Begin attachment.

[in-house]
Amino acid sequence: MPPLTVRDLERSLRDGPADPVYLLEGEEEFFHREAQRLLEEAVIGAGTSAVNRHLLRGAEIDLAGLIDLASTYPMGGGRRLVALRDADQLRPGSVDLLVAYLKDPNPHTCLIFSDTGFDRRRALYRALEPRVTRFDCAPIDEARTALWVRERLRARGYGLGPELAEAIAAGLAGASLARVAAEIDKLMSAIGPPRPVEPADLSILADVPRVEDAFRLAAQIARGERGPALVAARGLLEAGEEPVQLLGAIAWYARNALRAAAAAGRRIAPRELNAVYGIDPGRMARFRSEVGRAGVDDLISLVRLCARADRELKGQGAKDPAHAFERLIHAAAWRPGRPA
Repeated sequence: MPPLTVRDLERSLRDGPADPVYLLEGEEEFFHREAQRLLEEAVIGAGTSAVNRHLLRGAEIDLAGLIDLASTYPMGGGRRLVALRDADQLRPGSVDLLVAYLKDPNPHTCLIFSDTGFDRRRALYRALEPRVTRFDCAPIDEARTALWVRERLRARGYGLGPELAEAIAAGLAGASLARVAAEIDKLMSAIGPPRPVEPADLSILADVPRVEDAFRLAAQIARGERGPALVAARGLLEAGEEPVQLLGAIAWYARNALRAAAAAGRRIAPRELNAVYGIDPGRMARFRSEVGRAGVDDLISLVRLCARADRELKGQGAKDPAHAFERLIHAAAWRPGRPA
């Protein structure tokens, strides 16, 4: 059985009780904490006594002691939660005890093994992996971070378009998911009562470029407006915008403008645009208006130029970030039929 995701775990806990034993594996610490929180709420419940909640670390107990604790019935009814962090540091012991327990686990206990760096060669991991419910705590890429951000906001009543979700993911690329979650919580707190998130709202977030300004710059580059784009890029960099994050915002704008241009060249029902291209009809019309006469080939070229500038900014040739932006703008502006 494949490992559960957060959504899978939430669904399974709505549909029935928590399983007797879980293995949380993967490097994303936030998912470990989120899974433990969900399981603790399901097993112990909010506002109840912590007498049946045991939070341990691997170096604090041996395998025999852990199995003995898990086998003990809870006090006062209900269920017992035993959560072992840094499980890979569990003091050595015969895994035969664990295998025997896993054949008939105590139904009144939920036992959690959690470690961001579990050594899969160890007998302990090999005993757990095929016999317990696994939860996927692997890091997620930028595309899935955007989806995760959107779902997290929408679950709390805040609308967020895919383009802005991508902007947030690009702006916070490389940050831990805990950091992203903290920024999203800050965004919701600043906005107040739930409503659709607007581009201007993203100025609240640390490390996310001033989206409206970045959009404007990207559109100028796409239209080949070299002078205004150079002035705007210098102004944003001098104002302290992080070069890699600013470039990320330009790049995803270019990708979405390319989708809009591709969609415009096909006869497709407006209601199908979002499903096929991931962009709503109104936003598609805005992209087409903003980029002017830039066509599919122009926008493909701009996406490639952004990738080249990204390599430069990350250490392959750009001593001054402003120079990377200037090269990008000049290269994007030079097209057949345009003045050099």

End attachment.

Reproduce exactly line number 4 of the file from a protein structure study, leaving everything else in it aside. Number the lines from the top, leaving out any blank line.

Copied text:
């Protein structure tokens, strides 16, 4: 059985009780904490006594002691939660005890093994992996971070378009998911009562470029407006915008403008645009208006130029970030039929 995701775990806990034993594996610490929180709420419940909640670390107990604790019935009814962090540091012991327990686990206990760096060669991991419910705590890429951000906001009543979700993911690329979650919580707190998130709202977030300004710059580059784009890029960099994050915002704008241009060249029902291209009809019309006469080939070229500038900014040739932006703008502006 494949490992559960957060959504899978939430669904399974709505549909029935928590399983007797879980293995949380993967490097994303936030998912470990989120899974433990969900399981603790399901097993112990909010506002109840912590007498049946045991939070341990691997170096604090041996395998025999852990199995003995898990086998003990809870006090006062209900269920017992035993959560072992840094499980890979569990003091050595015969895994035969664990295998025997896993054949008939105590139904009144939920036992959690959690470690961001579990050594899969160890007998302990090999005993757990095929016999317990696994939860996927692997890091997620930028595309899935955007989806995760959107779902997290929408679950709390805040609308967020895919383009802005991508902007947030690009702006916070490389940050831990805990950091992203903290920024999203800050965004919701600043906005107040739930409503659709607007581009201007993203100025609240640390490390996310001033989206409206970045959009404007990207559109100028796409239209080949070299002078205004150079002035705007210098102004944003001098104002302290992080070069890699600013470039990320330009790049995803270019990708979405390319989708809009591709969609415009096909006869497709407006209601199908979002499903096929991931962009709503109104936003598609805005992209087409903003980029002017830039066509599919122009926008493909701009996406490639952004990738080249990204390599430069990350250490392959750009001593001054402003120079990377200037090269990008000049290269994007030079097209057949345009003045050099």